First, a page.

With Ain’t Done Yet, Savoy Brown frontman Kim Simmonds lays down the statement that his blues mastery will be around a while longer. And that’s saying something, since Savoy Brown have been around pretty much since the middle years of the British Invasion. In its original form, the band was comparable to the early Peter Green-led Fleetwood Mac, Cream and Ten Years After. But while most of their contemporaries have retired to rest homes (or whatever they’re called in England), Savoy Brown continues to cut records and to tour. The band was originally formed in 1966. Savoy Brown’s first album dates back to 1967, and albums generally regarded as the band’s masterpiece, Blue Matter and Raw Sienna, a fusion of British blues rock and psychodelia, were released in 1969 and 1970.
Since those edgy days in the late 1960s, Simmonds and Savoy Brown have settled into a comfortable niche as mainstays of British blues-rock, along with John Mayall. If Mayall is the king of British blues, Simmonds is certainly a Lord or a Duke. He continues to crank out quality blues albums, and Ain’t Done Yet is no exception.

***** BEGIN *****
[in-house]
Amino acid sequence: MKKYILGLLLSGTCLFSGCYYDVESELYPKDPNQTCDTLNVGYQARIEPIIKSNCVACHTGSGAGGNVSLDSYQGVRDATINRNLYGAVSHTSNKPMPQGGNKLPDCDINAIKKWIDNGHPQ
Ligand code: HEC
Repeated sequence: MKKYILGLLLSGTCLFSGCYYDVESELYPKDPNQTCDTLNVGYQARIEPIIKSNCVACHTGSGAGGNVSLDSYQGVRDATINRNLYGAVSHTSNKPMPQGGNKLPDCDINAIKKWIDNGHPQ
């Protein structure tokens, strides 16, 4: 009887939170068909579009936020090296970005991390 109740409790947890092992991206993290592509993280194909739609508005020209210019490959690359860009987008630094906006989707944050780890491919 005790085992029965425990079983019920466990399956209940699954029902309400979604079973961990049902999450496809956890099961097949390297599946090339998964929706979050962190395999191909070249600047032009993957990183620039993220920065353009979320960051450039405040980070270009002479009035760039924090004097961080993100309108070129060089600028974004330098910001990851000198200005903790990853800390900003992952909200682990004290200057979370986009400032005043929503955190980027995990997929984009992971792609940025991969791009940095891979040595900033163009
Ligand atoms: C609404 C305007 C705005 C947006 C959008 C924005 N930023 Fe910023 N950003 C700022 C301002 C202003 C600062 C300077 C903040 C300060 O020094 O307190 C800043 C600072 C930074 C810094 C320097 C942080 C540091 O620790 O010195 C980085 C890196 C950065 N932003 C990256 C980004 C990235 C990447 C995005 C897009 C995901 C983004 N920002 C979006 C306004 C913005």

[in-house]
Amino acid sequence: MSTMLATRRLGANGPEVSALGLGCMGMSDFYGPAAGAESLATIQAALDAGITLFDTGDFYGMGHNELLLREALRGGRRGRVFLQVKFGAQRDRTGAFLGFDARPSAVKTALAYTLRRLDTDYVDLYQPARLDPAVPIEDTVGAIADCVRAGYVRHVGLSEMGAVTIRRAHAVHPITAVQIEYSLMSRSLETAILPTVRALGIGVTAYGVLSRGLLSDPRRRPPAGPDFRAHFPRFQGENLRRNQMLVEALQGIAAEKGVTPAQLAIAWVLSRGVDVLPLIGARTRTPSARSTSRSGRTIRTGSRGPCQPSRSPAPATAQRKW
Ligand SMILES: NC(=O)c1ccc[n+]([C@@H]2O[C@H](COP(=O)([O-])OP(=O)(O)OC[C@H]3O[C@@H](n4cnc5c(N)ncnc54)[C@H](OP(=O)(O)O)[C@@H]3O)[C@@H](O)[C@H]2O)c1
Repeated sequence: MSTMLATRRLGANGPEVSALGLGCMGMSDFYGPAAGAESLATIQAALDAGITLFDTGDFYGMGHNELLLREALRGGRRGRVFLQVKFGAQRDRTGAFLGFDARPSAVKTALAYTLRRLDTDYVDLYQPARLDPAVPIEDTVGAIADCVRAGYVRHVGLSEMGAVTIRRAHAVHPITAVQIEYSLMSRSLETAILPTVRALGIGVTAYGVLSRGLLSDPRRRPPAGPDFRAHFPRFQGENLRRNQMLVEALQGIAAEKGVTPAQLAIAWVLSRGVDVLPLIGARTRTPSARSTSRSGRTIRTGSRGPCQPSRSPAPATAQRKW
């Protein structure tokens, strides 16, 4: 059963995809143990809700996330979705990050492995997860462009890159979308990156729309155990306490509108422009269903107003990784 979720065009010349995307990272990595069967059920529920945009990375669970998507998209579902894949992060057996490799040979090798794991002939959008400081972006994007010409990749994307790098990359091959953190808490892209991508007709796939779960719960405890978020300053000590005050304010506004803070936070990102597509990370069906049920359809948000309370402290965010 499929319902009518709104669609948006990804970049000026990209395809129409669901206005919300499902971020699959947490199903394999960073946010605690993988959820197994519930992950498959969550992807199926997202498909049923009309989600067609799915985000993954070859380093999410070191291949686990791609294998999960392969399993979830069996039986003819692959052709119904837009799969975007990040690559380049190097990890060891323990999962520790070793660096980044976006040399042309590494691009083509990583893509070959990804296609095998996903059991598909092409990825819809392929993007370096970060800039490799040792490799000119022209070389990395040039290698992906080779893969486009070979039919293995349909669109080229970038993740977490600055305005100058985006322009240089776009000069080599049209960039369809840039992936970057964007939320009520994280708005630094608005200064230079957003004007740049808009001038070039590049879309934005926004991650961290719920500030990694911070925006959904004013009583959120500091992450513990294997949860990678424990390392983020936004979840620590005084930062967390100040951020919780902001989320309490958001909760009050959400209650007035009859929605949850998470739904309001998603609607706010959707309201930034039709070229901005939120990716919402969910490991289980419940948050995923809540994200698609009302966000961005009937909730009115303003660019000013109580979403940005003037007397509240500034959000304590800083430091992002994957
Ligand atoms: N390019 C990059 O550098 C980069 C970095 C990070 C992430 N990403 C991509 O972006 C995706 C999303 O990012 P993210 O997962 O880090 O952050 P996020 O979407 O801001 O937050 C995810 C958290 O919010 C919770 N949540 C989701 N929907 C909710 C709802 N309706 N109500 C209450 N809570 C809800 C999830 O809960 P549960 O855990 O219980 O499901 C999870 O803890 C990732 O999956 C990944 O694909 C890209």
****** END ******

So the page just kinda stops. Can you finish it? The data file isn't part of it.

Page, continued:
As the years have passed by, Simmonds’ style has matured from the aggressive, somewhat psychedelic blues-rocker of the 1960s to the more laid back bluesman of today (who knows how to put the roll before the rock, as some might say). On Ain’t Done Yet, while Simmonds shows he certainly can still lay down searing rock licks on songs like “All Gone Wrong,” his best work comes on masterful tracks like “River on the Rise,” the title track, and “Feel Like a Gypsy,” where he lets a little air into the songs. Then there is the closing instrumental, “Crying Guitar,” on which Simmonds plays some sweet guitar that can be relished every second by blues enthusiasts.
For Ain’t Done Yet, Simmonds was joined by bandmates Pat DeSalvo on bass and Garnet Grimm on drums.
About the author: Bill Wilcox is a roots music enthusiast recently relocated from the Washington, DC area to Philadelphia, PA and back again.